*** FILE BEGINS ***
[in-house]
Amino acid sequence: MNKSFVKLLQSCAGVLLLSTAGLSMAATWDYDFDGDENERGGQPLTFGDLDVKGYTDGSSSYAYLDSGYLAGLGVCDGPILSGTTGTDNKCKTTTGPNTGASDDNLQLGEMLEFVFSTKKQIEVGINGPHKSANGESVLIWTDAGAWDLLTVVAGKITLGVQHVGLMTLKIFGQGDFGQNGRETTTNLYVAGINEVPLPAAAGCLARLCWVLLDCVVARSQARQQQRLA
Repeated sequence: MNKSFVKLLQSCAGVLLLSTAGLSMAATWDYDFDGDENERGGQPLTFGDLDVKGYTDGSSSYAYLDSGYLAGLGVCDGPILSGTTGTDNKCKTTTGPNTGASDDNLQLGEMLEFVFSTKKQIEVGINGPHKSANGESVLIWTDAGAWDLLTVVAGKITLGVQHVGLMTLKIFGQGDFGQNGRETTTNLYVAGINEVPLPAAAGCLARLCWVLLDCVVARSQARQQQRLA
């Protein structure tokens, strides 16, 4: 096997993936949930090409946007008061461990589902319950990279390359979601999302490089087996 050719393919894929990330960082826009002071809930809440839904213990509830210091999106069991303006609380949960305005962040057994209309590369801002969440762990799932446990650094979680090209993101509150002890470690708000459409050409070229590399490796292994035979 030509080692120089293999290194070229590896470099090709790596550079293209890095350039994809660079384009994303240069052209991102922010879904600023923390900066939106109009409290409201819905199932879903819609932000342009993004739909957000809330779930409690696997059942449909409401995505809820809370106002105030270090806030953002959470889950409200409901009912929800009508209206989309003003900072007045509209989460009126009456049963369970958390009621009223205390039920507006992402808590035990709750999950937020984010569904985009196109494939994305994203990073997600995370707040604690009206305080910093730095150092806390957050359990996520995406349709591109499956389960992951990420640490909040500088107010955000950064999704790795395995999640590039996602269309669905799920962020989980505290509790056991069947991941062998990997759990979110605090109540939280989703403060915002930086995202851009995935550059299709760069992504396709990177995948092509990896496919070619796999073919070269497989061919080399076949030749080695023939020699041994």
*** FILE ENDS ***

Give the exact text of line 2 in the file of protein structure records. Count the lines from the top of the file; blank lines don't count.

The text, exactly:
Amino acid sequence: MNKSFVKLLQSCAGVLLLSTAGLSMAATWDYDFDGDENERGGQPLTFGDLDVKGYTDGSSSYAYLDSGYLAGLGVCDGPILSGTTGTDNKCKTTTGPNTGASDDNLQLGEMLEFVFSTKKQIEVGINGPHKSANGESVLIWTDAGAWDLLTVVAGKITLGVQHVGLMTLKIFGQGDFGQNGRETTTNLYVAGINEVPLPAAAGCLARLCWVLLDCVVARSQARQQQRLA